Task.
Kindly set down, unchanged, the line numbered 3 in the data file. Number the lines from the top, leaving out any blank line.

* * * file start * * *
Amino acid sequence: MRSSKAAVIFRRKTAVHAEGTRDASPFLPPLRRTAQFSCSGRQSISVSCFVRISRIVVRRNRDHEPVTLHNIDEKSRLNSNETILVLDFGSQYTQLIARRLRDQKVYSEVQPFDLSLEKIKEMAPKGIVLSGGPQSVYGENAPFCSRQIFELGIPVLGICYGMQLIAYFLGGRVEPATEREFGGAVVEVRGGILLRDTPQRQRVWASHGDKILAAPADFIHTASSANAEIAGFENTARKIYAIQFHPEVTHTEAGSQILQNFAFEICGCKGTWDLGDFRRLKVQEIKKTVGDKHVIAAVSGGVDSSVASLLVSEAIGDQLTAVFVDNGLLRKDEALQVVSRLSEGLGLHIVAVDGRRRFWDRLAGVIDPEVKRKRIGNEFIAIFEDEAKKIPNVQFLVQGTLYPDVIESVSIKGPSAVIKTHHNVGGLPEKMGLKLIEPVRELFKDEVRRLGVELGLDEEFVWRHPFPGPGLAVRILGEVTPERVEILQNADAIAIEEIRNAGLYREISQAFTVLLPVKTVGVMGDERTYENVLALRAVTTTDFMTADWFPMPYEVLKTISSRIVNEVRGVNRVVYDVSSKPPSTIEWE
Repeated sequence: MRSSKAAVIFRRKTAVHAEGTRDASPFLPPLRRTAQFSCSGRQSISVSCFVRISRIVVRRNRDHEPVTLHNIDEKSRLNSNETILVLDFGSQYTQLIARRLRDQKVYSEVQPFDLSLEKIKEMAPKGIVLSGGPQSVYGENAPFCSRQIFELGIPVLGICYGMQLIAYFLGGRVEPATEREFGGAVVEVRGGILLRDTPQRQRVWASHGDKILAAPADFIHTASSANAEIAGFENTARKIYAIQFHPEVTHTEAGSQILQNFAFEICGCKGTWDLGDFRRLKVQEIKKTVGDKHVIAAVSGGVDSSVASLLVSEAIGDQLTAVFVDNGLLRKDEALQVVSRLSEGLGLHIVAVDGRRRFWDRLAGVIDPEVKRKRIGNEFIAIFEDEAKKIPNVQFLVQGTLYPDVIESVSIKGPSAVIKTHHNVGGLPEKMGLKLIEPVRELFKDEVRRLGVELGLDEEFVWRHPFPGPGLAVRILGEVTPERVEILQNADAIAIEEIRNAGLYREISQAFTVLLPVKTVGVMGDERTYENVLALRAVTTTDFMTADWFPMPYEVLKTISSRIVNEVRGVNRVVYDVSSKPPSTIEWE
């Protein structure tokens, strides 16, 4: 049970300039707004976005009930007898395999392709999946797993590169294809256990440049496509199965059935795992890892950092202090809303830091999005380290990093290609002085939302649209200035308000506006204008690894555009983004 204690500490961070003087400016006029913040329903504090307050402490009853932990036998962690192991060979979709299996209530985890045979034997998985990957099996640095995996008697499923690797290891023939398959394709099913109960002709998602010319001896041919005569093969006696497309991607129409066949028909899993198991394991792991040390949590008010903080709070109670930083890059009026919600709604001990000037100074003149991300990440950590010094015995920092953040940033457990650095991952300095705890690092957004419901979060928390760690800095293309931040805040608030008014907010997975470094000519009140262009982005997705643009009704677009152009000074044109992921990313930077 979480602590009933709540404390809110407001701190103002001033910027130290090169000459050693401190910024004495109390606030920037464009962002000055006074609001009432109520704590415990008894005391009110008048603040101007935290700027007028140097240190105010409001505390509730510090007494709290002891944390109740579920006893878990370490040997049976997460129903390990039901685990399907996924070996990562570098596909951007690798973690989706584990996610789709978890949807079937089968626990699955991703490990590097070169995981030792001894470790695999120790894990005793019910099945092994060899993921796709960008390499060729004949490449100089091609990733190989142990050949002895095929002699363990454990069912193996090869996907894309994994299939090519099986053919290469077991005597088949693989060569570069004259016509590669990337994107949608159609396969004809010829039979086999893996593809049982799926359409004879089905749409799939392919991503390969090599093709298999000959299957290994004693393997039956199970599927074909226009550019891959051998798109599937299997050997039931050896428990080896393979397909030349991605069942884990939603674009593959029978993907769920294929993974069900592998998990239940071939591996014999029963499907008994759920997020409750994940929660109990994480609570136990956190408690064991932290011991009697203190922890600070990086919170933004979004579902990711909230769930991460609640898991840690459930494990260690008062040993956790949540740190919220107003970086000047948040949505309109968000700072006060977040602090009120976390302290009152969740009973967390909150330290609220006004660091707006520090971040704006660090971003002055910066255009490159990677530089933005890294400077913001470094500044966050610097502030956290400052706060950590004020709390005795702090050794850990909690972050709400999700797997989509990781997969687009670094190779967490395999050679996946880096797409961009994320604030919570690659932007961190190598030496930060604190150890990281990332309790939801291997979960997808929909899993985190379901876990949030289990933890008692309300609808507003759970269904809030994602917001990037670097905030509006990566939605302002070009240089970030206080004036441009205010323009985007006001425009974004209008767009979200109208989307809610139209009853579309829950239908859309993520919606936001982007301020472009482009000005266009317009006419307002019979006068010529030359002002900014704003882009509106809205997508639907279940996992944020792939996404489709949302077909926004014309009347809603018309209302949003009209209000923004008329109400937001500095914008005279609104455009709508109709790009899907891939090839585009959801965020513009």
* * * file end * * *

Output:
């Protein structure tokens, strides 16, 4: 049970300039707004976005009930007898395999392709999946797993590169294809256990440049496509199965059935795992890892950092202090809303830091999005380290990093290609002085939302649209200035308000506006204008690894555009983004 204690500490961070003087400016006029913040329903504090307050402490009853932990036998962690192991060979979709299996209530985890045979034997998985990957099996640095995996008697499923690797290891023939398959394709099913109960002709998602010319001896041919005569093969006696497309991607129409066949028909899993198991394991792991040390949590008010903080709070109670930083890059009026919600709604001990000037100074003149991300990440950590010094015995920092953040940033457990650095991952300095705890690092957004419901979060928390760690800095293309931040805040608030008014907010997975470094000519009140262009982005997705643009009704677009152009000074044109992921990313930077 979480602590009933709540404390809110407001701190103002001033910027130290090169000459050693401190910024004495109390606030920037464009962002000055006074609001009432109520704590415990008894005391009110008048603040101007935290700027007028140097240190105010409001505390509730510090007494709290002891944390109740579920006893878990370490040997049976997460129903390990039901685990399907996924070996990562570098596909951007690798973690989706584990996610789709978890949807079937089968626990699955991703490990590097070169995981030792001894470790695999120790894990005793019910099945092994060899993921796709960008390499060729004949490449100089091609990733190989142990050949002895095929002699363990454990069912193996090869996907894309994994299939090519099986053919290469077991005597088949693989060569570069004259016509590669990337994107949608159609396969004809010829039979086999893996593809049982799926359409004879089905749409799939392919991503390969090599093709298999000959299957290994004693393997039956199970599927074909226009550019891959051998798109599937299997050997039931050896428990080896393979397909030349991605069942884990939603674009593959029978993907769920294929993974069900592998998990239940071939591996014999029963499907008994759920997020409750994940929660109990994480609570136990956190408690064991932290011991009697203190922890600070990086919170933004979004579902990711909230769930991460609640898991840690459930494990260690008062040993956790949540740190919220107003970086000047948040949505309109968000700072006060977040602090009120976390302290009152969740009973967390909150330290609220006004660091707006520090971040704006660090971003002055910066255009490159990677530089933005890294400077913001470094500044966050610097502030956290400052706060950590004020709390005795702090050794850990909690972050709400999700797997989509990781997969687009670094190779967490395999050679996946880096797409961009994320604030919570690659932007961190190598030496930060604190150890990281990332309790939801291997979960997808929909899993985190379901876990949030289990933890008692309300609808507003759970269904809030994602917001990037670097905030509006990566939605302002070009240089970030206080004036441009205010323009985007006001425009974004209008767009979200109208989307809610139209009853579309829950239908859309993520919606936001982007301020472009482009000005266009317009006419307002019979006068010529030359002002900014704003882009509106809205997508639907279940996992944020792939996404489709949302077909926004014309009347809603018309209302949003009209209000923004008329109400937001500095914008005279609104455009709508109709790009899907891939090839585009959801965020513009």